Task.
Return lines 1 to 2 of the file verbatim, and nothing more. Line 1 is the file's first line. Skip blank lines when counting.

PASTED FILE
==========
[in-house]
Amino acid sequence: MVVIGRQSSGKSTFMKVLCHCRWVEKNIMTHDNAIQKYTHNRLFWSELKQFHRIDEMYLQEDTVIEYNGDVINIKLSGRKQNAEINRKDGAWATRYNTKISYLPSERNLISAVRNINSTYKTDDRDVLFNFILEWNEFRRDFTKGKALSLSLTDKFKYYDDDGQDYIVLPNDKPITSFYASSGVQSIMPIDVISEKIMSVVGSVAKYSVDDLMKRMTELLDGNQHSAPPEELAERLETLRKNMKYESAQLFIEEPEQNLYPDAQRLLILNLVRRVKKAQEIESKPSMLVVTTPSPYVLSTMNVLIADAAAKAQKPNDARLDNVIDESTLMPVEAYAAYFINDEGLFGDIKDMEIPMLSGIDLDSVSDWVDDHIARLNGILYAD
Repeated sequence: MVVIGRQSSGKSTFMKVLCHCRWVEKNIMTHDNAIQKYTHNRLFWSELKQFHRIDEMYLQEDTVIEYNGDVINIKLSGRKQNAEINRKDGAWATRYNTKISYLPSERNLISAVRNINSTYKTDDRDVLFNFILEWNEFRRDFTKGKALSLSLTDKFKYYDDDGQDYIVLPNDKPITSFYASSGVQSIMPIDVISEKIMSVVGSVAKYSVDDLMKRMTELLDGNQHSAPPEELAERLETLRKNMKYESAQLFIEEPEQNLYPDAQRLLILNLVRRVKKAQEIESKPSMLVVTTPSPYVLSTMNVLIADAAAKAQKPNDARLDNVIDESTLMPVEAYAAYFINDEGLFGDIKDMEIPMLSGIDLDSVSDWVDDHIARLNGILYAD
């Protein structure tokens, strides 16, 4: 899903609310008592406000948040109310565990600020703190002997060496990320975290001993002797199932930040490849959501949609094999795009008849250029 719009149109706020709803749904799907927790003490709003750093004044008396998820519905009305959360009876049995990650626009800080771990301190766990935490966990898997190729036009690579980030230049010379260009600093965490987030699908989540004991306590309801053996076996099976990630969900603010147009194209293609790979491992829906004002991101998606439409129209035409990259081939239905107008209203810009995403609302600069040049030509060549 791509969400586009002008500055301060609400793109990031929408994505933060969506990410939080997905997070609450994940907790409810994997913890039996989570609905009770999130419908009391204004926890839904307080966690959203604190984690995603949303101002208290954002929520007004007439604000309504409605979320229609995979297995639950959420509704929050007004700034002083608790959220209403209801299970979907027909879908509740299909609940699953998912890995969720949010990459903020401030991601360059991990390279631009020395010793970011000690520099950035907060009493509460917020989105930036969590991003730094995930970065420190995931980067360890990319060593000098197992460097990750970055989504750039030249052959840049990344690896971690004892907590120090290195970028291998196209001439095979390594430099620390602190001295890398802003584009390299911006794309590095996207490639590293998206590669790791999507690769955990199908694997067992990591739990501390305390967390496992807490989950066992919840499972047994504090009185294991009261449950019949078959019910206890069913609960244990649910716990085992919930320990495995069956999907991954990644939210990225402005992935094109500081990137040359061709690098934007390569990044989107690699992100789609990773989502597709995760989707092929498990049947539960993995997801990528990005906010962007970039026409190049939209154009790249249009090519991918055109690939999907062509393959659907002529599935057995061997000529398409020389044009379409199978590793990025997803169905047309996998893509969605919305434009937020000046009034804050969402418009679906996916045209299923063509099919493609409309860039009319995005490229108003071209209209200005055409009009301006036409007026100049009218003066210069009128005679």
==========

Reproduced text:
[in-house]
Amino acid sequence: MVVIGRQSSGKSTFMKVLCHCRWVEKNIMTHDNAIQKYTHNRLFWSELKQFHRIDEMYLQEDTVIEYNGDVINIKLSGRKQNAEINRKDGAWATRYNTKISYLPSERNLISAVRNINSTYKTDDRDVLFNFILEWNEFRRDFTKGKALSLSLTDKFKYYDDDGQDYIVLPNDKPITSFYASSGVQSIMPIDVISEKIMSVVGSVAKYSVDDLMKRMTELLDGNQHSAPPEELAERLETLRKNMKYESAQLFIEEPEQNLYPDAQRLLILNLVRRVKKAQEIESKPSMLVVTTPSPYVLSTMNVLIADAAAKAQKPNDARLDNVIDESTLMPVEAYAAYFINDEGLFGDIKDMEIPMLSGIDLDSVSDWVDDHIARLNGILYAD